WHITEWATER, Wis. – (AP) You’d think Jonathan Baker would have been California dreaming on a late October day.
Several acres of Baker’s hemp crop were in limbo. He was awaiting testing to learn whether a late-October snowfall damaged or destroyed hemp still in a field just east of the Koshkonong hills in Wisconsin.
Baker, 29, moved back to Wisconsin after spending a decade in northern California. There he’d been a cannabis activist and small-scale grower of legal cannabis strains for therapeutic use.
His hemp near Whitewater was harvest-ready when the first breath of Wisconsin winter arrived, about a month earlier than usual. He watched out his window as white flakes fell. He and his partners were spending 14-hour days frantically harvesting and hanging his hemp crop, about one-third of which he said was partially frozen and covered by snow.
“It’s beautifully sad,” Baker said.
He was talking about the snow as well as the risks and rewards inherent to commercial-hemp growing. Yet despite the recent raw weather he said he’s glad he left California to bring hemp to the backyard of his Wisconsin hometown.
He believes Wisconsin is primed for growth in the agricultural hemp market, he said. This year he planted about 27 acres of dark-green hemp spread in small plots across southern Jefferson and Dane counties. The hemp plot in rural Whitewater was full of bush-sized hemp plants topped with sticky and pungent flower buds rich in cannabidiol oil – commonly referred to as CBD oil. It’s a legal therapeutic compound that has surged in popularity and made hemp a promising cash crop for a growing number of U.S. farmers.
In Wisconsin almost 900 registered growers planted hemp plots this year, mostly in small tracts tended and harvested by hand. Altogether about 2,000 acres statewide were earmarked for licensed hemp growing in 2019. It’s been the second year the Wisconsin Department of Agriculture, Trade and Consumer Protection allowed licensed growing of commercial hemp under an agricultural-pilot program.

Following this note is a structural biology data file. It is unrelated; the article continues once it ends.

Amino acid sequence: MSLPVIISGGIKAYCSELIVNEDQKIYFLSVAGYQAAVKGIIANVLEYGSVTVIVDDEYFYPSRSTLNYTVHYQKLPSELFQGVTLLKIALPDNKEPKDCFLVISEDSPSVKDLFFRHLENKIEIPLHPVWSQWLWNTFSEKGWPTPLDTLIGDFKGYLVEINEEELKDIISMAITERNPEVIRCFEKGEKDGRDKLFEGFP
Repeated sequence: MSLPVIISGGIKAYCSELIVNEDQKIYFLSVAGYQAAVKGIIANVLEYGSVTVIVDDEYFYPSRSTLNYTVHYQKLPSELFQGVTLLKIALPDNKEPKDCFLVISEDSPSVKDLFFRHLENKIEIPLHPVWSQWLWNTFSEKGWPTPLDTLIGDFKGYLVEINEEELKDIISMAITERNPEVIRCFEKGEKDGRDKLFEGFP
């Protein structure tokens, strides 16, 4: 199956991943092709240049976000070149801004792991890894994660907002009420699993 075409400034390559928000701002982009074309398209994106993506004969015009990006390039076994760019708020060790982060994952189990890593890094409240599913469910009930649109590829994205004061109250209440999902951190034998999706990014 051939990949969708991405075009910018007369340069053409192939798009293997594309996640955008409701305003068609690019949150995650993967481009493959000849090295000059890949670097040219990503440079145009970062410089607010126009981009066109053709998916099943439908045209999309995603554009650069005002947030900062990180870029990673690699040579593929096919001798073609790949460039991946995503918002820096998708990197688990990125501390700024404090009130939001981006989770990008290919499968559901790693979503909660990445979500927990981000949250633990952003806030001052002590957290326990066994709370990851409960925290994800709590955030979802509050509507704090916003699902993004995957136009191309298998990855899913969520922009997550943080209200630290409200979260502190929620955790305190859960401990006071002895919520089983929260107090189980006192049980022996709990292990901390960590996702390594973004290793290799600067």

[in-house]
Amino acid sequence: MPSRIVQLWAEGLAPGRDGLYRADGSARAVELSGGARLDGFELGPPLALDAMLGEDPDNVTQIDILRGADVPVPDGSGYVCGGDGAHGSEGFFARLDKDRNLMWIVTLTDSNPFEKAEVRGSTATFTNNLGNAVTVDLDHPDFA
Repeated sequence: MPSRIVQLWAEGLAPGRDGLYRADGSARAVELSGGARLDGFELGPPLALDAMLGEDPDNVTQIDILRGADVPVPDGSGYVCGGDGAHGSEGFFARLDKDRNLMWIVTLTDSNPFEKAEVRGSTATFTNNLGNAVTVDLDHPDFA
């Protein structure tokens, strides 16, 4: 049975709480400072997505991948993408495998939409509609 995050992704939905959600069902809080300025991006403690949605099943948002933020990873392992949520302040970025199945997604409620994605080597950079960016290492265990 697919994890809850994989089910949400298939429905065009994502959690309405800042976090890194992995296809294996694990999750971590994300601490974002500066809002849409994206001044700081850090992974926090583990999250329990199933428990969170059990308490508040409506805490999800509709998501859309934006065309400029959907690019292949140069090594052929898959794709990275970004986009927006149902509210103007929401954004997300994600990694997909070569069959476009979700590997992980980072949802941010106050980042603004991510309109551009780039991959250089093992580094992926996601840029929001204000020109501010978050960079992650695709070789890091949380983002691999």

Hemp can be tricky to grow successfully, especially in volatile climates. Hemp and the retail-market niche it’s found continue to face uncertainty under federal regulations still being fleshed out by the US. Department of Agriculture and the U.S. Food and Drug Administration. Even so it’s becoming a lauded commodity in the health-care market and has begun attracting large pharmaceutical corporations.
The USDA process serves to validate risks taken by startup hemp growers – at a time when hemp is beginning to turn the corner from a marginalized niche industry to a more-broadly accepted agricultural movement. That’s good news for Rock County, Wisconsin, where a small consortium of family farms has begun to make forays into hemp growing.
Baker said he hopes to cash in on the sale of his crop to a few national CBD processors he said he pre-sold to. That’s if the October snow didn’t put too big of a dent into his yield. He needs to repay investors but he also wants to invest in some hemp-farming and -processing equipment. He operates under his limited liability corporation “TFP Sciences.” The letters stand for truth, freedom and prosperity.
He’s working with the city of Whitewater to buy a building where he wants to create an indoor growing facility and lab. He said he eventually wants to go vertical with production. Ultimately he wants to gather together a hemp-product research and development consortium to create a scientific approach rooted in the regional hemp industry.
He thinks hemp is at home in southern Wisconsin, he said. It’s an area he considers a mostly progressive area of the state where he believes startup hemp operators might be able to find footing. As with any major agricultural commodity he believe it’s a matter of time before hemp is inhaled by what he calls large agriculture.
“Even here in Wisconsin, large ag is eventually going to push everybody out,” Baker said. “Your best bet as a young farmer is either try to find a niche and really specialize in that, or be happy even if the prices crash a lot. You’ll still be making so much more with hemp than most other crops at this point.”
Under USDA rules hemp with more than 0.3 percent tetrahydrocannabinol is unacceptable and must be destroyed. Baker said his fight to legalize cannabis made him less averse to risk. He believes that legalization of various types of cannabis in some states has vindicated him and other earlier advocates. He believes his work with Wisconsin hemp is now legitimate farming that will give people health-care choices.